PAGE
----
Did we need the tragedy? It takes the air out of the remainder of the movie, and the speech is intercut with scenes that are meant to be bittersweet but come off as emotional bullying. There’s no question that the team will go on to win the championship, but this is the first uplifting sports movie I can recall wherein the triumph happens offscreen — we’re fobbed off with snapshots of the players smiling with their trophies. Hardball isn’t primarily about the sport; its pulse is the shabby white man learning to be nice and reach out to black kids, but it doesn’t really show why the kids respond to him when their playing sucked under his predecessor. Is it just because he’s Keanu Reeves and the kids know he’s cool from The Matrix? The movie offers little other explanation.

Prozac Nation

September 8, 2001

Drifting for four years without an American release, then ignominiously dumped on Starz and then home video, Prozac Nation seems to be as unwanted as its depressed protagonist, Elizabeth Wurtzel, feels most of the time. It was particularly unwanted in the period after 9/11, mere days after the movie had its premiere at the Toronto Film Festival; suddenly, people had bigger things to worry about than a Harvard kid freaking out over neediness and self-loathing. The real-life Wurtzel, whose bestselling 1994 memoir inspired the film, didn’t help matters by spouting some ill-advised comments about the attacks. In the wake of the “did you hear what she said” controversy, Miramax put the movie on, apparently, its highest, tippy-toe, least accessible shelf and left it there.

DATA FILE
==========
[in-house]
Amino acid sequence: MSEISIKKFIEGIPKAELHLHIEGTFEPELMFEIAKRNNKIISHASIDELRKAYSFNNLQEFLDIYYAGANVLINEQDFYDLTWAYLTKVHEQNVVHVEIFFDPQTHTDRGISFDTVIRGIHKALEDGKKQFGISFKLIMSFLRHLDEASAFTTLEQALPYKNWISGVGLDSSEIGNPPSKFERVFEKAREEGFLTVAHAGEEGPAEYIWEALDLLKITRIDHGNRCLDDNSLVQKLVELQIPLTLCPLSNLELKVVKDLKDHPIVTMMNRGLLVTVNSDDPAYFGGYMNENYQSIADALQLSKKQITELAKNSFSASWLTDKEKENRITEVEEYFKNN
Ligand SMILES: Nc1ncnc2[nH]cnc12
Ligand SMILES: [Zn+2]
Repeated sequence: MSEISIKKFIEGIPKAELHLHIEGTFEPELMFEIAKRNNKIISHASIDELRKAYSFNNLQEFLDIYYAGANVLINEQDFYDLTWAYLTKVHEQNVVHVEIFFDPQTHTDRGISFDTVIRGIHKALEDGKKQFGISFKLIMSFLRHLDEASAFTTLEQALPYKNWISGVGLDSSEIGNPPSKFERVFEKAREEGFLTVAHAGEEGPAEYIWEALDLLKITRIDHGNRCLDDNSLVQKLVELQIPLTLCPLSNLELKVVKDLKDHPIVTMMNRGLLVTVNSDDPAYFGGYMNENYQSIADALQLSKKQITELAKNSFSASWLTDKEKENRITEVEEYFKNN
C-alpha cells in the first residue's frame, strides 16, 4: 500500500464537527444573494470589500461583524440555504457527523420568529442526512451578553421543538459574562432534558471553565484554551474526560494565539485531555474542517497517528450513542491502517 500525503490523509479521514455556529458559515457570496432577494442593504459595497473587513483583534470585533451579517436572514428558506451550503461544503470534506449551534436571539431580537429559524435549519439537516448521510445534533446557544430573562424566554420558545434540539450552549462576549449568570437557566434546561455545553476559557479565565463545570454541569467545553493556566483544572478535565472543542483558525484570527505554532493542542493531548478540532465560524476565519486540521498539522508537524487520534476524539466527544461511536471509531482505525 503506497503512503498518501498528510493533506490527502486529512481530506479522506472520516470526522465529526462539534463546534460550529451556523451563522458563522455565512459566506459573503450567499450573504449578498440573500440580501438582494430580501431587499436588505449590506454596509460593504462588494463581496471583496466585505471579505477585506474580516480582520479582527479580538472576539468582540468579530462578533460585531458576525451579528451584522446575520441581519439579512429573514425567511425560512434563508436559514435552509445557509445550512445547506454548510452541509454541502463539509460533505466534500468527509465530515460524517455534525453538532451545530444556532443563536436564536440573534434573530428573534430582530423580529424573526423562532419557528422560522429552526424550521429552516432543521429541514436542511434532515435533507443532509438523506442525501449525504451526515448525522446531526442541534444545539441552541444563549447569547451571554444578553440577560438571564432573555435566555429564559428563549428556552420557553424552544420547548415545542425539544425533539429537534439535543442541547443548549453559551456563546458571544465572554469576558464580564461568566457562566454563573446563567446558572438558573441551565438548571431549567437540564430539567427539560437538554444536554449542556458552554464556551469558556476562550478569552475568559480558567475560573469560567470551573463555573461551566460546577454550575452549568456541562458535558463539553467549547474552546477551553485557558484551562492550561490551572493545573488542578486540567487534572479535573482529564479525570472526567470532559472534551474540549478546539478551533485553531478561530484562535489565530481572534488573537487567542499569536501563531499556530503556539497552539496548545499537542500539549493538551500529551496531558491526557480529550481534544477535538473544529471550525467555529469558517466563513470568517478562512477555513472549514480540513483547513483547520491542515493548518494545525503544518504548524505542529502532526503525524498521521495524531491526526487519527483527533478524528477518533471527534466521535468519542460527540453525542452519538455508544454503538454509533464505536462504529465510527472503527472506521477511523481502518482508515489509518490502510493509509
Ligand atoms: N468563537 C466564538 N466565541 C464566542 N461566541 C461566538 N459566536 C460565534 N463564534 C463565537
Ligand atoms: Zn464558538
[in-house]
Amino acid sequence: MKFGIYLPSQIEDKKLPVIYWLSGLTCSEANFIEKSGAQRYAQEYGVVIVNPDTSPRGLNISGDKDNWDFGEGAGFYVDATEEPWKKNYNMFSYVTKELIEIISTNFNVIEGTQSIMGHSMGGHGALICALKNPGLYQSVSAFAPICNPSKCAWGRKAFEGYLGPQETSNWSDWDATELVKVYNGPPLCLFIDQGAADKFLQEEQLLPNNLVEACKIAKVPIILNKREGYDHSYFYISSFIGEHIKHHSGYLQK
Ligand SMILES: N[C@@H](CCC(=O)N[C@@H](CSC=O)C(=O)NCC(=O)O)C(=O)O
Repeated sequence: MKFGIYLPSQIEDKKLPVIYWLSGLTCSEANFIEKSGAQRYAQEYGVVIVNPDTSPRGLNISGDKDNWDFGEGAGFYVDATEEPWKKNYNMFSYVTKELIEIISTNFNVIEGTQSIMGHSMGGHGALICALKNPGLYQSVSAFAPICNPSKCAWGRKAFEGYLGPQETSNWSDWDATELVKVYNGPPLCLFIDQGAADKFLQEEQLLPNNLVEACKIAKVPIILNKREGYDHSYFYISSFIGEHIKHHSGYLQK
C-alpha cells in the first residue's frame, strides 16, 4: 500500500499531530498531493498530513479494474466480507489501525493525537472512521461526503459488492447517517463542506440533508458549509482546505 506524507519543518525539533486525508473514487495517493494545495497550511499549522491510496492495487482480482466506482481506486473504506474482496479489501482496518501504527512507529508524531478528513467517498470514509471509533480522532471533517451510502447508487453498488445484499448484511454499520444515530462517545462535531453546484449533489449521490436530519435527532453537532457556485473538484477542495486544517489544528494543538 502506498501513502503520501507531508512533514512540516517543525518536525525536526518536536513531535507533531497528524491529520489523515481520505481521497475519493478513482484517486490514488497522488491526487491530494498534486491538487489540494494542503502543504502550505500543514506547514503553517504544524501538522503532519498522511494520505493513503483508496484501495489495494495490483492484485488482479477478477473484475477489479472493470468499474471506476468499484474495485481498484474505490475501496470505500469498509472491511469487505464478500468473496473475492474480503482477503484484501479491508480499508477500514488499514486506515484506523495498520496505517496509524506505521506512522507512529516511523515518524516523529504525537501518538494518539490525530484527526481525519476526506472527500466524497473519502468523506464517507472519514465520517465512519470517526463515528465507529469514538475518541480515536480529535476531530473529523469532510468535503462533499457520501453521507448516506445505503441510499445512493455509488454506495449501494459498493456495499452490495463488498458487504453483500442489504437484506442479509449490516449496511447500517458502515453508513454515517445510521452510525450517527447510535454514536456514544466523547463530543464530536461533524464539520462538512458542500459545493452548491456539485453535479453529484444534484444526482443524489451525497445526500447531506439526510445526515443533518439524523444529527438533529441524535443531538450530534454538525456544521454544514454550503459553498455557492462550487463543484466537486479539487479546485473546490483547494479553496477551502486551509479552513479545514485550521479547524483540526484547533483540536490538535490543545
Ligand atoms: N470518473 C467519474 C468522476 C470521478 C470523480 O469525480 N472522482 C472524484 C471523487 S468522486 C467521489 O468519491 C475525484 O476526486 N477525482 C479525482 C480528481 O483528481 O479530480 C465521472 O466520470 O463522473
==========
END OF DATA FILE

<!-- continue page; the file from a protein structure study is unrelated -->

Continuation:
Now that it’s finally seen the light of day, away from all the buzz that has nothing to do with it, Prozac Nation may be viewed as an effective and moving drama about a young woman (Christina Ricci as Elizabeth) who has no idea how to get it together and behave like a human being. Elizabeth, in this film (and in the somewhat hard-to-get-through memoir), is a self-absorbed train wreck with abandonment issues going back to when her photographer dad (Nicholas Campbell, veteran of several David Cronenberg films) dumped her neurotic mom (Jessica Lange). Elizabeth has many methods of distracting herself from her pain: self-cutting, drug abuse, and throwing herself headlong into love and rock music with equal fervor. The latter wins her a prestigious award (for her article on Lou Reed, who puts in an amusing cameo and gets in some fine performance time) and some attention from Rolling Stone and The New Yorker (for which she wrote some genuinely good pieces on rock; look ‘em up sometime). None of this makes her happy, though, because as soon as the pressure is on to be a real writer, she comes down with a hellacious case of writer’s block.